The Caplan syndrome (also known as rheumatoid pneumoconiosis) is the combination of seropositive rheumatoid arthritis and a characteristic pattern of fibrosis.
Affects 2 - 6% of patients with pneumoconiosis (in Wales) 4 and is caused by disintegrating macrophages leaving a necrotic core with a surrounding pigmented (black) dust ring and fibroblasts 4-5.
- 5 - 50 mm well-defined nodules in the upper lung lobes / lung periphery.
- nodules may remain unchanged, multiply, calcify, or become thick walled cavities.
- background changes of pneumoconiosis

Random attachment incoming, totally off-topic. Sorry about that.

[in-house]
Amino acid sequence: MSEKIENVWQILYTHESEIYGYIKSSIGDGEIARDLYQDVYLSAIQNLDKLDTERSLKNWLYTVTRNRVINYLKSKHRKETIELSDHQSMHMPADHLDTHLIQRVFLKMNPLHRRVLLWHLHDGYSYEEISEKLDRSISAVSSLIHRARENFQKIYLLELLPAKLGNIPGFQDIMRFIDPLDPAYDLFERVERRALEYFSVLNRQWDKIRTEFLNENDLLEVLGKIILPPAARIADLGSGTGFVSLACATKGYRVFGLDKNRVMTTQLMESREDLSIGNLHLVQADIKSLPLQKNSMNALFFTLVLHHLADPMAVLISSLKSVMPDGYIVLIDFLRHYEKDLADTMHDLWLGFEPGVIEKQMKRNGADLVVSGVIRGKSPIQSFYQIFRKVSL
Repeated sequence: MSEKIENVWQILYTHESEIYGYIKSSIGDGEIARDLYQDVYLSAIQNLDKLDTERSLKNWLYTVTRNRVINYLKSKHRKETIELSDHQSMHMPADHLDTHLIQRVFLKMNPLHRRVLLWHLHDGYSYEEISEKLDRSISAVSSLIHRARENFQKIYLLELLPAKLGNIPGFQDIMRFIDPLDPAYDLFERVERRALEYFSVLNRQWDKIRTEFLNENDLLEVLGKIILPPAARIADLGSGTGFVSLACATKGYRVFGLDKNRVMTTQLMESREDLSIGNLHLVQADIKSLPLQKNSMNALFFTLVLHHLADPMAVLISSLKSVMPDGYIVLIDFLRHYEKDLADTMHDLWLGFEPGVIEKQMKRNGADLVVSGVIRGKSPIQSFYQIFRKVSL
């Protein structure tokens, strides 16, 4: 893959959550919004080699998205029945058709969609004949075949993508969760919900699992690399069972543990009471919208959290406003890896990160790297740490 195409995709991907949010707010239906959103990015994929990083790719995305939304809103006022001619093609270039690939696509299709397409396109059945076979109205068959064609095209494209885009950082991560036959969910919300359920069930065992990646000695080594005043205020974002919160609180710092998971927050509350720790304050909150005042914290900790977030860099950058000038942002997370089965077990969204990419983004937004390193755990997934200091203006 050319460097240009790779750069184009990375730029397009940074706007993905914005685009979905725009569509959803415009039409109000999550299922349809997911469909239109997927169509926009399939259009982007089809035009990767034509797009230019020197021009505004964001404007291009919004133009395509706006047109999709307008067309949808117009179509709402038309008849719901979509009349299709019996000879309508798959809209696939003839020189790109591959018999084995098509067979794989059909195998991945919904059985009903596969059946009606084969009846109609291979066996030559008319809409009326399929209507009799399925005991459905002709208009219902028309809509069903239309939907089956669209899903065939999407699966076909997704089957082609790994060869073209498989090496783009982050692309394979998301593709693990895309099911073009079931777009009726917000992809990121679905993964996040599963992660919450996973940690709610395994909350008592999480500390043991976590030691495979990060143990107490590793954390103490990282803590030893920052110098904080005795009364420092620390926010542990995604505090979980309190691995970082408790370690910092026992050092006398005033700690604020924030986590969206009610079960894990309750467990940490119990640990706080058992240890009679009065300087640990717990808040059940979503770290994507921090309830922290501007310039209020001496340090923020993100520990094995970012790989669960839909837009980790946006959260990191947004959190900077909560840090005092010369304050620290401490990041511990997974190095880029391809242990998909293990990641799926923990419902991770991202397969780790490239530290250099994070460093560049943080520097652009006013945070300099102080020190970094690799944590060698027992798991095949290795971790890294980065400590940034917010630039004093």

- may have an accompanying pleural effusion
- features often grow in short bursts
First described by A Caplan in 1953 1
- 1. Caplan A. Certain unusual radiological appearances in the chest of coal-miners suffering from rheumatoid arthritis. Thorax. 1953;8 (1): 29-37. Thorax (link) - Free text at pubmed - Pubmed citation
- 2. Honma, Koichi; Vallyathan, Val. Annals of Occupational Hygiene. doi:10.1093/annhyg/46.suppl_1.265
- 3. Speizer FE, Chapter 238: Environmental lung diseases. in Harrison's Principles of Internal Medicine, 16th ed., Mosby, 2005.
- 4. Dähnert W. Radiology review manual. Lippincott Williams & Wilkins. (2003) ISBN:0781738954. Read it at Google Books - Find it at Amazon
- 5. Grainger RG, Allison DJ. Grainger and Allison's diagnostic radiology, a textbook of medical imaging. Churchill Livingstone. (2001) ISBN:0443064326. Read it at Google Books - Find it at Amazon
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